“Why aren’t there more girl scientists?” The question was simple; the answer is something we’re working on. Posed by one of the youngest students in attendance at last month’s Women in STEM Town Hall — a fourth-grader from Riverside elementary — the query gave voice to a question on the minds of the 200+ business professionals, educators, parents, community members and students who’d gathered for the event.
Jared Mauldin, an Eastern Washington University senior engineering student, kicked-off our Women in STEM (Science, Technology, Engineering, Math) Town Hall by reading the letter to the editor he submitted to The Easterner last October. Jared’s letter went viral soon after its original publish date, and was picked up by the Huffington Post, Buzzfeed, Cosmopolitan and others national news organizations because its content was timely, important and true: The challenges faced by women who pursue engineering careers are different than those faced by men, and it’s time we do something about it.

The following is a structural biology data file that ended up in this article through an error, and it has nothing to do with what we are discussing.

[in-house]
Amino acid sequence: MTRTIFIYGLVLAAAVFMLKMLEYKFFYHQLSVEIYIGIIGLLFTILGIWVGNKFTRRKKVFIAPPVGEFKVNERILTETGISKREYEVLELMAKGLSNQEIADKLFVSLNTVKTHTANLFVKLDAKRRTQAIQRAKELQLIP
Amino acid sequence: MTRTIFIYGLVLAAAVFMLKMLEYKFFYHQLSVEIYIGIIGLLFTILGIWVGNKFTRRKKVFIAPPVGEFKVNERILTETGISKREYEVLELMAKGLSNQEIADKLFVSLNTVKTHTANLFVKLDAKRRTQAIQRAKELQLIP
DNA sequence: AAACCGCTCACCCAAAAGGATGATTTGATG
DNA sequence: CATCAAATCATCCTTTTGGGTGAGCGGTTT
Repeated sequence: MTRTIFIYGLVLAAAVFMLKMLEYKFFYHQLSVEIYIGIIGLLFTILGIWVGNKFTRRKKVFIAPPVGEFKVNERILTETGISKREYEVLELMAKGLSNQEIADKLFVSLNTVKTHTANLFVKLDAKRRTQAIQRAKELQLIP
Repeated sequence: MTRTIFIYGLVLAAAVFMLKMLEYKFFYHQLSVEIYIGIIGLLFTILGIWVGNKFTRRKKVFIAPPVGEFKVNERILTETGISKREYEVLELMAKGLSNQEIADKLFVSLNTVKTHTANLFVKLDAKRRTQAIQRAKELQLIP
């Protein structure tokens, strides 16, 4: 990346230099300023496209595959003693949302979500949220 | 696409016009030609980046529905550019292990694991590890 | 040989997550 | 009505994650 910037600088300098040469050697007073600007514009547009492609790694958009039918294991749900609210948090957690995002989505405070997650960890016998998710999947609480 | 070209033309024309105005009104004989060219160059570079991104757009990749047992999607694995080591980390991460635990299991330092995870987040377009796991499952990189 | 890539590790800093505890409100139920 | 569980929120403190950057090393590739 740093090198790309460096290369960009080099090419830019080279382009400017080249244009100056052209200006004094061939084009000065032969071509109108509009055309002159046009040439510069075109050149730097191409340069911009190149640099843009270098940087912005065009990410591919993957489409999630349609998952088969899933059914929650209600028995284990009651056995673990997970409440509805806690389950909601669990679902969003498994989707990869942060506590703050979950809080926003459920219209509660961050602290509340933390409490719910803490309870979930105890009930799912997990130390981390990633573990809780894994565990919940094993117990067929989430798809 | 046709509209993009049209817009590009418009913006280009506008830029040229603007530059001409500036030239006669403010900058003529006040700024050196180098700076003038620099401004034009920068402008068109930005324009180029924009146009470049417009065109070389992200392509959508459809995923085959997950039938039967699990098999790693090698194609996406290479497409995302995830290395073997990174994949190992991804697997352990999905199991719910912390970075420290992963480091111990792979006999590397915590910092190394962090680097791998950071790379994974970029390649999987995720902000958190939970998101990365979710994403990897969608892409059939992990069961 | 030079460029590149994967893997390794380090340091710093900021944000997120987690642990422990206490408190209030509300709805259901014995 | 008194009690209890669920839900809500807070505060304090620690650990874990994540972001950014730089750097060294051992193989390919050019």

The evening was presented by Spokane STEM, in partnership with the Women’s Funding Alliance, Washington STEM and Greater Spokane Incorporated, and featured a panel of three women – all local STEM professionals, who shared their experience about moving into STEM careers and the vital role that mentorship has played in their success.
The event panelists were Michele Moore, Astronomy Instructor and Co-Director of the planetarium at Spokane Falls Community College; Mireya Fitzloff, Construction Manager at McKinstry; and Heather Rosentrater, Vice President of Energy and Delivery and Customer Service at Avista. Around the room were 50 students and young adults who engaged in STEM conversations and presented questions to the panelists.
If you are interested in becoming a mentor, or learning more about STEM in Spokane, visit spokanestem.org and sign up to become a partner.
The Spokane STEM Network works to transform the way we think, learn, work and live through STEM by enhancing STEM education opportunities for all youth in the region and by increasing the number of students pursuing and achieving success in STEM careers. The work of Spokane STEM is supported by Greater Spokane Incorporated, in partnership with Northeast Washington Education Service District 101.